Let go of your clutter crutches

Regular readers of the website may have noticed that I use the words “terrific” and “wonderful” in almost every Workspace of the Week description. I didn’t realize I did this until a co-worker pointed it out to me, and now I cringe at the sight of those words in my writing. They’re stale and lack the punch of much more descriptive choices. Terrific! Wonderful! Ugh.

The more I think about these vocabulary crutches, the more I realize I have similar crutches in other areas of my life. Some of these crutches are good — like when I need a friend to listen, I turn to the same trusted people again and again — but others aren’t so positive. In fact, most of my crutches create clutter in my life.

For example, when I am really busy at work, the first thing I cut out of my day are magazine and newspaper reading. All incoming magazines are stored in a “to read” Stockholm project case and hang out with the idea that I’ll read them when things calm down. Except, when things calm down, I have that day’s reading materials to tackle and not enough time to read two week’s worth of information. I have a project case to hold my “to read” materials, but no set plan to ever empty the case. Weeks and months pass, the box becomes jammed packed, and I end up tossing the materials straight into the recycling bin without ever looking at them. My crutch is this box, and all it does is create clutter.

Each day for the next seven days, I’m going to try to eliminate one clutter crutch from my life. I’m going to look at how the problem came to be, what is wrong with the situation, and how I can change my behavior to immediately deal with the clutter. I’m also going to try not to use the words “terrific” and “wonderful” in my writing or speech.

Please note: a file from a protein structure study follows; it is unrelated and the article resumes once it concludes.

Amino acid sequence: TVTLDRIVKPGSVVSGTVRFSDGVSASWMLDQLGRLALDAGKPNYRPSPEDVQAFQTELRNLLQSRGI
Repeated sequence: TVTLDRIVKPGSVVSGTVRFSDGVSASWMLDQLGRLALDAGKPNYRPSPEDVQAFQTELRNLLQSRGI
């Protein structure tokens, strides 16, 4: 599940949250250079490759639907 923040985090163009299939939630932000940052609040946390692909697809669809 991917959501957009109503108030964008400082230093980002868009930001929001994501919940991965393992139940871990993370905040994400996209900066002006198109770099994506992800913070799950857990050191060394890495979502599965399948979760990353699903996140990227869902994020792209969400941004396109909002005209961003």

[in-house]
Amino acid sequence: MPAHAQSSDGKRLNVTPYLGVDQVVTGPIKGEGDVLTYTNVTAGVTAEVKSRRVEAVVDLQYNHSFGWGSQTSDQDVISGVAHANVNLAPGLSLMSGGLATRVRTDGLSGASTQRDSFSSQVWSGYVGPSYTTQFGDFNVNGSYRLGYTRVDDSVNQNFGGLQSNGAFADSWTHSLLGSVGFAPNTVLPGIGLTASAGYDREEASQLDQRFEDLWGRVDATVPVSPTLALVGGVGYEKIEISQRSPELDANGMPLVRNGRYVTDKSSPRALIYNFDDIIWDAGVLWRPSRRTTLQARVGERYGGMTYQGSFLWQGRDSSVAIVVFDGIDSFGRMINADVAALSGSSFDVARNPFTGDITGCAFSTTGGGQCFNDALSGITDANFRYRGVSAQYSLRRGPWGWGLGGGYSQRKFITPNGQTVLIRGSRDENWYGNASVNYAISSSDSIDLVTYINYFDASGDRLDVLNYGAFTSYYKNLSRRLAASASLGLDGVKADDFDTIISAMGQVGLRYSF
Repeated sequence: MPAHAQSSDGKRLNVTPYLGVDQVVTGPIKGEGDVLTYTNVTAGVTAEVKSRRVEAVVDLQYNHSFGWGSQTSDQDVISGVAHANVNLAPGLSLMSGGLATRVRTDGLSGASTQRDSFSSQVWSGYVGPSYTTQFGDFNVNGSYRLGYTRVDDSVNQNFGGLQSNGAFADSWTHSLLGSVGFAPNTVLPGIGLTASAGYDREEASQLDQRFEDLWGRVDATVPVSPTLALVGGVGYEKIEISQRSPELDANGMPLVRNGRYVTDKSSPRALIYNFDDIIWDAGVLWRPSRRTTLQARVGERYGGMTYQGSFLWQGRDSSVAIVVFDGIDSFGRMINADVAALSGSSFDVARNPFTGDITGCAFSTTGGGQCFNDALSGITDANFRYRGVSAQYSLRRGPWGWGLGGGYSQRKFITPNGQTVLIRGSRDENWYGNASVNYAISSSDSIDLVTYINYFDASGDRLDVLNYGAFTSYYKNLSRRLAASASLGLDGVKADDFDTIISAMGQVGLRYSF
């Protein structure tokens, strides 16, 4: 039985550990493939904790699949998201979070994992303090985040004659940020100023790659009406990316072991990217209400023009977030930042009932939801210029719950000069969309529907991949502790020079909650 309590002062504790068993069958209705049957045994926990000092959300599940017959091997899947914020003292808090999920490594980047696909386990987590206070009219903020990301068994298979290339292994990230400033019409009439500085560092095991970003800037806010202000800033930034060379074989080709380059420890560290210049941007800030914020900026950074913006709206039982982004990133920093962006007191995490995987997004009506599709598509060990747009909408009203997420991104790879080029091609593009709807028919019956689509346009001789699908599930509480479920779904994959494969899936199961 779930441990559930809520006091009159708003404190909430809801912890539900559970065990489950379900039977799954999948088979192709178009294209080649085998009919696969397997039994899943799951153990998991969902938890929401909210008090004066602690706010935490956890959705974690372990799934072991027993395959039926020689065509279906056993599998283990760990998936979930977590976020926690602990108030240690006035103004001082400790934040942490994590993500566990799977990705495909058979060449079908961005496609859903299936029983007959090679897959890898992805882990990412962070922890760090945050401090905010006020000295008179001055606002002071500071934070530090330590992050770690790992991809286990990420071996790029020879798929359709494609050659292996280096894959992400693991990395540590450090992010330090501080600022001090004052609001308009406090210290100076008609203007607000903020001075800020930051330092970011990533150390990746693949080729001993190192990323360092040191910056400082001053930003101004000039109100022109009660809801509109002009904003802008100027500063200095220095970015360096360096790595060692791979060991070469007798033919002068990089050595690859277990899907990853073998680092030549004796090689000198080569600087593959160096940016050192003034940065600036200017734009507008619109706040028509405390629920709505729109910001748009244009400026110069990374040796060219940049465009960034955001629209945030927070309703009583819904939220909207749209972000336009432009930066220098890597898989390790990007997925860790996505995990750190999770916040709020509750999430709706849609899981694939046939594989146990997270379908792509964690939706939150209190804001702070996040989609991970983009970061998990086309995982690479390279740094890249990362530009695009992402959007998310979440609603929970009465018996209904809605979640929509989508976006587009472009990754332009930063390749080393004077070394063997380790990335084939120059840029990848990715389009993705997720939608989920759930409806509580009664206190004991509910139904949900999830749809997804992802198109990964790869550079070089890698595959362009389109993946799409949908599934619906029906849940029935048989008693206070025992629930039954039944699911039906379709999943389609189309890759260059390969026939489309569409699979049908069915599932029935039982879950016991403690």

What clutter crutches do you have in your life? If you’re game, make a seven-day commitment with me to banish these clutter creators!

(Thanks to Michelle who writes Design Evolution for inspiring me to do something about my terrific and wonderful vocabulary!)

26 Comments for “Let go of your clutter crutches”

  1. posted by michelle on

    you’re welcome erin! i was attempting to work on writing crutches last week but ended up taking the easy way out and just not writing that much at all. this week thesaurus.com is going to be my best friend :)

  2. posted by Lily on

    I hear you on overusing terrific and wonderful. Personally, I’m working hard to eliminate “amazing” from my vocabulary. It’s so horribly overused to the point that it doesn’t mean anything anymore. “Those shoes are amazing!” “You like pudding too? That’s amazing!” “That actor is amazing…” Gag.

    As far as clutter crutches are concerned, mine is the garage floor. I will take things out of the car and purposely leave them in the garage to keep from cluttering the house. That’s how I ended up knocking over with my car door a pyramid consisting of an industrial sized pack of paper towels, topped by a Tupperware container, topped by a book, my sunglasses case, and a bottle of glass cleaner. I need to find a home for things coming out of my car at the moment they leave the car!

  3. posted by Susan on

    Regarding unread newspapers and magazines – I found out that the best thing to do was not to subscribe to said newspapers and magazines in the first place. Now retired, I regularly purchase only the Sunday paper and read most of my news on the web. Magazines can be purchased at the grocery, but I haven’t bought any for years. I would rather read books from the library and find magazines a waste of time and money for the most part.

  4. posted by Briony on

    I unsubscribed from your email list months ago, but in the last few days have (for no apparent reason) started receiving your emails again. I have unsubscribed again but wish to alert you of a possible problem with your email delivery service.

  5. posted by Dan on

    Your description of the unread media pile brought back memories of the guilt and avoidance spiral I used to fall into before I subscribed to online magazine and newspaper services. I use Zinio for magazines and PressDisplay for newspapers. It costs less than the hardcopy subscriptions. If I don’t get around to reading an issue, there’s a little potential subscription value wasted, but no accumulated clutter and no ecological impact. Plus, my subscription fees are helping keep “print” media alive without the downsides of dealing with printed material. For one thing, I no longer have to scrub newspaper ink stains out of the light maple dining room table after breakfast on weekends! And no more hauling newspapers and magazines to the recycle dropoff, or feeling guilty for tossing them in the trash. It’s also a lot easier to save and share articles electronically than in hardcopy.